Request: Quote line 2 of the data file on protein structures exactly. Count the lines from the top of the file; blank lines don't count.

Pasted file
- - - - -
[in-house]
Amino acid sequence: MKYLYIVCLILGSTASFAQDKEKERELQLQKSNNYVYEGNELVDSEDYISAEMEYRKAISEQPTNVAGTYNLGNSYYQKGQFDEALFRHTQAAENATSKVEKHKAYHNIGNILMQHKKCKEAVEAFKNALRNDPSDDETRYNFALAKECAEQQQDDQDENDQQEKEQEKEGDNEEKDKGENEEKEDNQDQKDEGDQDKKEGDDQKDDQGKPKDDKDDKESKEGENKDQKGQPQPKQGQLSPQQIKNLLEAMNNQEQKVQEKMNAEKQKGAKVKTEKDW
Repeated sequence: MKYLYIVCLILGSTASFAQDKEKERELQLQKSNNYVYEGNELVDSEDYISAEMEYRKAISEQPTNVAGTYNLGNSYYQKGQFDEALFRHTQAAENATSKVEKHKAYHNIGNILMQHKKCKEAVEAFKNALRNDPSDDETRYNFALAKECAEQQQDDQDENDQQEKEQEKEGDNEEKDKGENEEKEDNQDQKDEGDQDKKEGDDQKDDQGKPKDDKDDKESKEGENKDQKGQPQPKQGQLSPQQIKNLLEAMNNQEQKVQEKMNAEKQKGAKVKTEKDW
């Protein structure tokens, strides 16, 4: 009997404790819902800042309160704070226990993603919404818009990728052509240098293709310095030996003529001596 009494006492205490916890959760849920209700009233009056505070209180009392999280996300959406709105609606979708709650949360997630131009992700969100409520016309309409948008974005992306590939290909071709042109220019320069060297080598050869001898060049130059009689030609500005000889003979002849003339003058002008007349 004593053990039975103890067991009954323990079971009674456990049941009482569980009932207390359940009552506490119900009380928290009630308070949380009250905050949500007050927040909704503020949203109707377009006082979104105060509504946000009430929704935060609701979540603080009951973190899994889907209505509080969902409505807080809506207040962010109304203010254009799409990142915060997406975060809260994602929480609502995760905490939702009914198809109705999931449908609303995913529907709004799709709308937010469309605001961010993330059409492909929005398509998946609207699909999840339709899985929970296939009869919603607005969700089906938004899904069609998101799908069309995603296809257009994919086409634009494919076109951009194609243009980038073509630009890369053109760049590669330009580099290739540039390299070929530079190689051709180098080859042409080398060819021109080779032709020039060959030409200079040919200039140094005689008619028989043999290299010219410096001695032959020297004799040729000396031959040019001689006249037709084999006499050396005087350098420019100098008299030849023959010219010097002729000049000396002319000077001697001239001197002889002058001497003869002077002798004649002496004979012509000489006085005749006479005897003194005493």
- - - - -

Amino acid sequence: MKYLYIVCLILGSTASFAQDKEKERELQLQKSNNYVYEGNELVDSEDYISAEMEYRKAISEQPTNVAGTYNLGNSYYQKGQFDEALFRHTQAAENATSKVEKHKAYHNIGNILMQHKKCKEAVEAFKNALRNDPSDDETRYNFALAKECAEQQQDDQDENDQQEKEQEKEGDNEEKDKGENEEKEDNQDQKDEGDQDKKEGDDQKDDQGKPKDDKDDKESKEGENKDQKGQPQPKQGQLSPQQIKNLLEAMNNQEQKVQEKMNAEKQKGAKVKTEKDW